January 29, 2013
As digital communication transforms our information consumption habits, technology and research providers are introducing new methods for measuring message distribution and engagement.
Nielsen and Twitter recently announced the Nielsen Twitter TV Rating to address the rise of multi-screening — audiences integrating mobile devices or computers into their television habits.
The rating will debut in the United States during the fall TV season, providing what Nielsen calls the “first-ever measurement of the total audience for social TV activity,” which includes people participating in social conversations about airing programs and people exposed to those conversations.
The new measurement will help advertisers monitor which networks and programs generate the most social activity so that they can design interactive campaigns or examine how to increase engagement.
PR practitioners might use this information to target and time messages for viewers with desired demographics. News, sports and daytime talk genres come to mind.
Modernized metrics do not apply only to Twitter. Facebook offers its official Facebook Insights. Amazon has Kindle-related statistics for authors. And musicians along with their publicists likely gauge real-time iTunes sales charts.
This progression makes sense. Social networks have transformed how people communicate today, requiring new types of analysis. Here are some additional approaches that technologies and deep thinkers are applying.
Pinterest, the image-based social network, generates more than 23 million unique visitors and more than 1.7 billion page views monthly, making it desirable for consumer-focused messengers to measure.
Several free tools tailored to the site have emerged, including Pinalytics, which integrates with Google Analytics to determine how many people visit a site from Pinterest and what pages they pinned. Users can search by keyword, topic or category. People can identify the original source of content created, as well as the number of repins, user Likes and comments. The data reveals which topics and images gain traction on Pinterest.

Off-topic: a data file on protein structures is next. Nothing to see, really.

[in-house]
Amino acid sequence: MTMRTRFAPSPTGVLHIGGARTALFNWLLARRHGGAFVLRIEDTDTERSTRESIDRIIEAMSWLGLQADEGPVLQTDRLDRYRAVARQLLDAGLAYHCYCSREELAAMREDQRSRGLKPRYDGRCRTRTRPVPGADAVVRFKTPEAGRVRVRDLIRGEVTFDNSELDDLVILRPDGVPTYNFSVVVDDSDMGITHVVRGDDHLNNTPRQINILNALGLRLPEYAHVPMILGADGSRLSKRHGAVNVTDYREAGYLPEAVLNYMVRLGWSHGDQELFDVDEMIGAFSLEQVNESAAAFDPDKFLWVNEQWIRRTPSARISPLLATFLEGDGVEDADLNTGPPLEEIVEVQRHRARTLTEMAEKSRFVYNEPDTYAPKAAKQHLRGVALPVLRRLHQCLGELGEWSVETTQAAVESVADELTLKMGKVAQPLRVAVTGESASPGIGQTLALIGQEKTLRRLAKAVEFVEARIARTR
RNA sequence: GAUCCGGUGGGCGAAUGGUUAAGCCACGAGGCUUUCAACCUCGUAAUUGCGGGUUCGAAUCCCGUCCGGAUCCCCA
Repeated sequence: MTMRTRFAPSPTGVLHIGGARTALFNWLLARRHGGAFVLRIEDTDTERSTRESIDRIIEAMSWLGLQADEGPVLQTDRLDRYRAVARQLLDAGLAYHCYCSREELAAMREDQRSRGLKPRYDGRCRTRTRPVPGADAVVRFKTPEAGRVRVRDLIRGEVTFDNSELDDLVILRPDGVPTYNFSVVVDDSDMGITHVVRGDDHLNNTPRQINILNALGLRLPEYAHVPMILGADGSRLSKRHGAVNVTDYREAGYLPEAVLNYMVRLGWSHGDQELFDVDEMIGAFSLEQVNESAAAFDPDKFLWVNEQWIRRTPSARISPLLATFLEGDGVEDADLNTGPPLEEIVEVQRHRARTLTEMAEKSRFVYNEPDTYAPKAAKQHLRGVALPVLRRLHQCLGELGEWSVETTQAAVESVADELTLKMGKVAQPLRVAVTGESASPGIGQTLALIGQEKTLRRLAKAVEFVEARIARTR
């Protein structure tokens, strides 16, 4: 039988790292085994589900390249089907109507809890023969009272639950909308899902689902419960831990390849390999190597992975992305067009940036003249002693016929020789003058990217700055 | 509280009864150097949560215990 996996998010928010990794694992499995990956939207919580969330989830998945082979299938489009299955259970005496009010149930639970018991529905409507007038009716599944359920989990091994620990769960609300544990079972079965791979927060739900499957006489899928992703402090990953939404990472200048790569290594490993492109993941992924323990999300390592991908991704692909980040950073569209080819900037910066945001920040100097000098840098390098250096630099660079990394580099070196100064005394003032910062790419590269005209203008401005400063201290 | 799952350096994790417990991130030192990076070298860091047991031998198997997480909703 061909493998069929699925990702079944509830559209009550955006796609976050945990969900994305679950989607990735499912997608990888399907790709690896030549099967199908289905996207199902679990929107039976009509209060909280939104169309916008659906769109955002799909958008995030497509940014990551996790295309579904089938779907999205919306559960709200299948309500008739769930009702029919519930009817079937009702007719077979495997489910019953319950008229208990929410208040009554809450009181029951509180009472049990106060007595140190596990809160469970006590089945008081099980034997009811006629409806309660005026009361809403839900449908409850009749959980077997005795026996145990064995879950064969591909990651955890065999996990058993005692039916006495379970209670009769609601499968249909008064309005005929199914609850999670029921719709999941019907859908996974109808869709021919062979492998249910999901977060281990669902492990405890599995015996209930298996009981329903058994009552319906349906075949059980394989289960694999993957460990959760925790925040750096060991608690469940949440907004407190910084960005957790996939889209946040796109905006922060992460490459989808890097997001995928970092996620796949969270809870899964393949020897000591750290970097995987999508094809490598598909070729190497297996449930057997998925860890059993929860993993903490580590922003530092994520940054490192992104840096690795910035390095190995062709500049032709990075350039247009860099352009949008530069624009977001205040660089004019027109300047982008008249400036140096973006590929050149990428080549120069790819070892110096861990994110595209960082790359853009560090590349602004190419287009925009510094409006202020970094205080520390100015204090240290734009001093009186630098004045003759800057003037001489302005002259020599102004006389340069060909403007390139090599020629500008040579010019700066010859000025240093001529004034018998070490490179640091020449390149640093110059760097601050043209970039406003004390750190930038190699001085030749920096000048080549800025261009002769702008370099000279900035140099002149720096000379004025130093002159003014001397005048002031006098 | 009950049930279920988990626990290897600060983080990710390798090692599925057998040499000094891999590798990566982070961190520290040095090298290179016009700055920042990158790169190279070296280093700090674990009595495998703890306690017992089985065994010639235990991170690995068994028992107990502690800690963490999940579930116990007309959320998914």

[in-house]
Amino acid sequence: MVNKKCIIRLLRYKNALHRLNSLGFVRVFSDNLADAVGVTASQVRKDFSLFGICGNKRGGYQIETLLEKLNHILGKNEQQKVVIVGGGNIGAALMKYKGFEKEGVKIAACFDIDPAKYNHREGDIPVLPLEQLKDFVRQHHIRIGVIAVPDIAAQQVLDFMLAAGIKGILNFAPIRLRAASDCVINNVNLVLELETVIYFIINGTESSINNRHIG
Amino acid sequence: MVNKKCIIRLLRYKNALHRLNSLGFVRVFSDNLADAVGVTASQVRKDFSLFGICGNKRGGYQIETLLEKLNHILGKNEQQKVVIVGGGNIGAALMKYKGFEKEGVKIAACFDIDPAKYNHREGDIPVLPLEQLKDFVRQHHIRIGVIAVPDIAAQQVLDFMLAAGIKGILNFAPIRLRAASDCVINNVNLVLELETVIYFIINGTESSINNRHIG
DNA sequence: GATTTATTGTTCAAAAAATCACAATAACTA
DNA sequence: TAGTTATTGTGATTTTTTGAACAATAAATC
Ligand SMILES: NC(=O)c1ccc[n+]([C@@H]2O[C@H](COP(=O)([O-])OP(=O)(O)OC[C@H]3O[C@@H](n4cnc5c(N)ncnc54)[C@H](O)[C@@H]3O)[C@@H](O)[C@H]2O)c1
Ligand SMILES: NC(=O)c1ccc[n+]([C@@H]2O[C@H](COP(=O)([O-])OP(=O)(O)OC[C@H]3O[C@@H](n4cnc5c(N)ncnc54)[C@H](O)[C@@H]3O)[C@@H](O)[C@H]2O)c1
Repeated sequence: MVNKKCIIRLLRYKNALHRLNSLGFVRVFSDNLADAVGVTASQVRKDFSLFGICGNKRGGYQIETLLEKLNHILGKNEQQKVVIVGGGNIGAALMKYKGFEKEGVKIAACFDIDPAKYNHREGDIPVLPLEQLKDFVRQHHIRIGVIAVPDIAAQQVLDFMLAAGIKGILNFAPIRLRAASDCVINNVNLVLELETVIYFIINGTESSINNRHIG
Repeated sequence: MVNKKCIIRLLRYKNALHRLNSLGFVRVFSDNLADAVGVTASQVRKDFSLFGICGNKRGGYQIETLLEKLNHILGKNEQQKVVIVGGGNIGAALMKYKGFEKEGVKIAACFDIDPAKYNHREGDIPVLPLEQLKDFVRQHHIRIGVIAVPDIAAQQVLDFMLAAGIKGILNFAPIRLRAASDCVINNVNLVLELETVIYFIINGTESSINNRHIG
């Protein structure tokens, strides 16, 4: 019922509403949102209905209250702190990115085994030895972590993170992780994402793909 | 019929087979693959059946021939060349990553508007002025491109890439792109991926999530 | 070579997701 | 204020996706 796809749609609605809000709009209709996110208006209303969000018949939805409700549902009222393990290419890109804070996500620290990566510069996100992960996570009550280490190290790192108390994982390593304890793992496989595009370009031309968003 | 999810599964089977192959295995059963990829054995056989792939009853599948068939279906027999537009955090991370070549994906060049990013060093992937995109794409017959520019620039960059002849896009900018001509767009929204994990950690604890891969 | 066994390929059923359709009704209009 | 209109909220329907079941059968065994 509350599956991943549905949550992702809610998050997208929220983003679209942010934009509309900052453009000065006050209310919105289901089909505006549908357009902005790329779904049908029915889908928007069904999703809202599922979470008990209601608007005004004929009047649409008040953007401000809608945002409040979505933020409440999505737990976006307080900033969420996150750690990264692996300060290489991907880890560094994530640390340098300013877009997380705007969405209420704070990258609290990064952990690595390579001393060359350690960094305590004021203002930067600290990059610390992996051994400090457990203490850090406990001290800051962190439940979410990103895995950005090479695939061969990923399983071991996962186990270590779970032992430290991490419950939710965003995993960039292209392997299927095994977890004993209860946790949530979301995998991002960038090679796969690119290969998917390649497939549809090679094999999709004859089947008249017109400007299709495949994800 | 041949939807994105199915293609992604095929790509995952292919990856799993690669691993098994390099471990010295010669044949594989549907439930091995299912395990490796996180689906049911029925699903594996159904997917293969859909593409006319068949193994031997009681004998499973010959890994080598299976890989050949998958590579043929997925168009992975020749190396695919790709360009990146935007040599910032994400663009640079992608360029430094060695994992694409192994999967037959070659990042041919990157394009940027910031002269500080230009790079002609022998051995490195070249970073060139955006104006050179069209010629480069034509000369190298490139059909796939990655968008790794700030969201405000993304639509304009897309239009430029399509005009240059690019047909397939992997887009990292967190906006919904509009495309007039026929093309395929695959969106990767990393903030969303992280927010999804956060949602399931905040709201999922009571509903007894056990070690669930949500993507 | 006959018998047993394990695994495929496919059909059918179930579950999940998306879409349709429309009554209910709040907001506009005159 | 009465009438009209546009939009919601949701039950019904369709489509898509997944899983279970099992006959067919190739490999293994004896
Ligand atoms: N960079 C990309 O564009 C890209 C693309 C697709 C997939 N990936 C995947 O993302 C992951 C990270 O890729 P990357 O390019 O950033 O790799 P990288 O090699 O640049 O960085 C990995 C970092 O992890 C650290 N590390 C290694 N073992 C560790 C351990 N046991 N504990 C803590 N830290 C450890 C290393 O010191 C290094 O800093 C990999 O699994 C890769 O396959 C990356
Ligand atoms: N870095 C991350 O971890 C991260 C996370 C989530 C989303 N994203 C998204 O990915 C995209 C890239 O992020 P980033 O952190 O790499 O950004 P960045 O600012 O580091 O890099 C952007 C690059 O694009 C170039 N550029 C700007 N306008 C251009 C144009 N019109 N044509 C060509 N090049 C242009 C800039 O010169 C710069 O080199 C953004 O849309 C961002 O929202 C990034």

Ubiquity Public Relations, a Phoenix-based commuications firm, designed its own pitch management application named Iris to help staffers pitch smarter instead of harder. Iris tracks “Pitch ROI” per campaign and client, as well as the agency’s effectiveness for clients overall. The Ubiquity team knows which members are pitching what reporters, what they are pitching and the outcomes of all related communications. They can use this information to guide adjustments. Ubiquity has blossomed Iris into a tool that other firms can now use to track campaigns.
The Stakeholder Company takes PR analytics even further, providing clients including Nokia and HP with “Issue DNA,” data mapping that tracks online conversation patterns to identify the most influential people commenting about them.
TSC data engine can identify academics, government organizations and industry activists in addition to more common social media influencers. These insights allow them to answer questions for clients such as, “who drove the most iPad launch influence?” and “which organizations have the most influence over food pricing?”
Another metric that practitioners can use is Google Author Rankings, which links journalists’ Google+ profiles to search results. This SEO data helps identify journalists with significant authority in specific industries. Placing a story with one of these writers is, in turn, a result carrying top-rank validation.
That’s the kind of conclusion that we all want to measure, no matter what the method is.
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